This project seeks to explore the question of how digital communal space may be woven in a new Web, where people own and control their data and their interactions with others. They believe that a park offers an appropriate model for such a public space, defined by local rules, where behaviour is broadly-speaking socially-determined and which is generally seen as a place for recreation and relaxation with friends, family or alone – but always amongst others, and with the possibility of establishing new ties by serendipitously crossing paths with someone you don’t yet know well.
From 9/11 to horse meat scares, scenarios of risk surround our lives. But how good are we calculating risk? ‘The Risk Taker’s Survival Guide’ is a short interactive documentary that takes you on a journey to explore your engagement with day-to-day risk. This short film will peel back the data and assimilate the stats, to uncover a precarious world, where you’ll need to make quick and decisive choices, equipping you with a mental toolkit to help you stay calm in a complex world.
Timelines offer readers a way to explore historical, biographical and contextual information about an author or book, but at present the timelines used in literary apps offer little more than their paper counterpart. Using data visualization and the affordance of the touch screen, Amblr and Bradley Stephens of Bristol University will work with three classic literary texts to create a more dynamic, malleable and compelling form of timeline for the digital world.
Digital Archive Services
Using augmented reality and social media, this project will invite the public to curate personal virtual ‘collections’, by bringing images of paintings and artefacts from the LICA collections into their homes. As well as existing in virtual space, the results will also be exhibited at the Peter Scott Gallery.
When was this book last read? How popular is it across the world? How many copies of this book exist? Guerilla Dance Project and Tom Mitchell of University of the West of England are joining forces with the new Library of Birmingham to celebrate the physical book as the centerpiece of information exchange. Transforming a quiet workspace into a beautiful interactive platform, their experience will visualise the unexploited data sets of our public libraries, rewarding bookish curiosity with unexpected connections.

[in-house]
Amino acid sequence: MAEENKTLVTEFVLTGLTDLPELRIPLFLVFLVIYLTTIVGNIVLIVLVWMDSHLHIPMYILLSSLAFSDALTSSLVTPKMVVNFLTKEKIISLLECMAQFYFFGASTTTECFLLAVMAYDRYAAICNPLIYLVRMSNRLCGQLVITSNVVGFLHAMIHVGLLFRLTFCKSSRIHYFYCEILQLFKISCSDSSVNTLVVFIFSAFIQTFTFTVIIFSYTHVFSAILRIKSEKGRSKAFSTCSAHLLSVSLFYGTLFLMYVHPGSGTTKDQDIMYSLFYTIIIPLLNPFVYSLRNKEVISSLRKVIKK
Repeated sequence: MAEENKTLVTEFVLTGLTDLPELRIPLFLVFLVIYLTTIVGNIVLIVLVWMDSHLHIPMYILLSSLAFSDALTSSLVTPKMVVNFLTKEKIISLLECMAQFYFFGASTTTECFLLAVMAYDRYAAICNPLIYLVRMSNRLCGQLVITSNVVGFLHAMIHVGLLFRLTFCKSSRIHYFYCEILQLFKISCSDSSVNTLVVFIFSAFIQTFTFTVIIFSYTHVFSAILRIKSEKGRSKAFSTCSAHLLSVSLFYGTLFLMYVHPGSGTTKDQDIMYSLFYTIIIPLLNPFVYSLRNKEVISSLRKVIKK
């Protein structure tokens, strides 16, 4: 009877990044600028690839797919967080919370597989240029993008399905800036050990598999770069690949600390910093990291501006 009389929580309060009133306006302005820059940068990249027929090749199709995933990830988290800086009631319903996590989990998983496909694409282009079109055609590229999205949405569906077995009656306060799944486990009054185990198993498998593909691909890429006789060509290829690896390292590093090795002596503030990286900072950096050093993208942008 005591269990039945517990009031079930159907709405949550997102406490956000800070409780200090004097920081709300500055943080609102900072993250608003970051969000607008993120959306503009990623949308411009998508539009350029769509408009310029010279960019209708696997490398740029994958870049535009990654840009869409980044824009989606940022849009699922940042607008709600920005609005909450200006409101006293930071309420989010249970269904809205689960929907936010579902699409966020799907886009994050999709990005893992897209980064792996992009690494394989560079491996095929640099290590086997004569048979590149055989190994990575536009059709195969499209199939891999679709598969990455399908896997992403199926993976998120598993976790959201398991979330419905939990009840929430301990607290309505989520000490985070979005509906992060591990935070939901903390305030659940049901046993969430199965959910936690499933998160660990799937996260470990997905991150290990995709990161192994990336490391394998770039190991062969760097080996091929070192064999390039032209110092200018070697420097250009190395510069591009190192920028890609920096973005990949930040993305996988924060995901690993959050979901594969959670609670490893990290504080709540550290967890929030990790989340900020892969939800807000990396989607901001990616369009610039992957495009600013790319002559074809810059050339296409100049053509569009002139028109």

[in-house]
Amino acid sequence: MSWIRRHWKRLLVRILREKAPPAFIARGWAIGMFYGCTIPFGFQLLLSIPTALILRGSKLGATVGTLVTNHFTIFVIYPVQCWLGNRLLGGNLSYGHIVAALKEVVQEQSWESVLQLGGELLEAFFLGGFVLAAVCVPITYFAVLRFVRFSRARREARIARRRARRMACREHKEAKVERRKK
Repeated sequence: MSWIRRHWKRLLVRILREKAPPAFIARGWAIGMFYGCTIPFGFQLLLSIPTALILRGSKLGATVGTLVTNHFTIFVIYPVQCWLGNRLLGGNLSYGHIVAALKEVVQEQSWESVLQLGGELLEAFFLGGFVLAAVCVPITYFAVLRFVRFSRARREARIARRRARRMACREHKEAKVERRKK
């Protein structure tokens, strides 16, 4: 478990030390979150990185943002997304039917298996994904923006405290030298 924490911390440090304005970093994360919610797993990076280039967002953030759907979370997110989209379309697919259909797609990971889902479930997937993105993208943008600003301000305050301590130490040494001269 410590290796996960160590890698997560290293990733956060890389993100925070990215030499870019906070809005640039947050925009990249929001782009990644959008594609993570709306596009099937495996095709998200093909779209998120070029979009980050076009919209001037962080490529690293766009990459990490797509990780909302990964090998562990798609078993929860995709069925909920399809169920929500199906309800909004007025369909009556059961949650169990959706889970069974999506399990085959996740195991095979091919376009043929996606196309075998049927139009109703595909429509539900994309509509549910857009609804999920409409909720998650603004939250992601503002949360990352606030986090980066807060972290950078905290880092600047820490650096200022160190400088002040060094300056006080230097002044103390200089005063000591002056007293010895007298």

Inspired by the FBI’s Ten Most Wanted website, this project will use game mechanics to encourage the public to hunt down ‘missing information’ about objects from the museum’s collection. Outcomes will include an open-source platform and best practice guidelines for game-based crowdsourcing in the arts sector, and an intellectual property rights framework with reusable templates for integrating user-generated content into professionally curated collections.
Lady Curzon’s journey as the Vicereine of India was dictated by the rhythm of the Raj, recorded in intimate detail through letters, diaries, in clothing and photographs. These material remains illuminate her life – but which stories should we tell? Through the lens of this fascinating woman, Nicola Thomas of University of Exeter and Bow Software are setting out to break new digital ground in the genre of biography, creating a compelling non-linear reading experience led by curiosity and rich interaction with source materials.
As part of the 2014 centenary commemorations of the Great War, the IWM is partnering with Historypin to invite the public to help curate the content in its First World War paintings collection. Using specially developed crowdsourcing tools, the public will be able to view artworks, locate them on a map, add contextual information and their emotional responses and contribute to online discussion. Public and curatorial voices will be given a platform on the IWM website and in an online exhibition on Google Cultural Institute.
The Memory of Theatre is a collaboration between University of Bristol Department of Drama, cultural industry partner Bristol Old Vic and digital economy partner Pyxis Design. Directed by Tom Morris (Artistic Director of Bristol Old Vic) and Paul Clarke (Lecturer and director of theatre company Uninvited Guests), the project will explore the relationship between archives and memories, the way performance events live on through the stories told by audience members and the relationship between heritage buildings, especially theatres, and remembering.
If you have heard of other interesting data or archive projects in the arts, why not tweet us @CreateHubUK #DataExperiments with the details.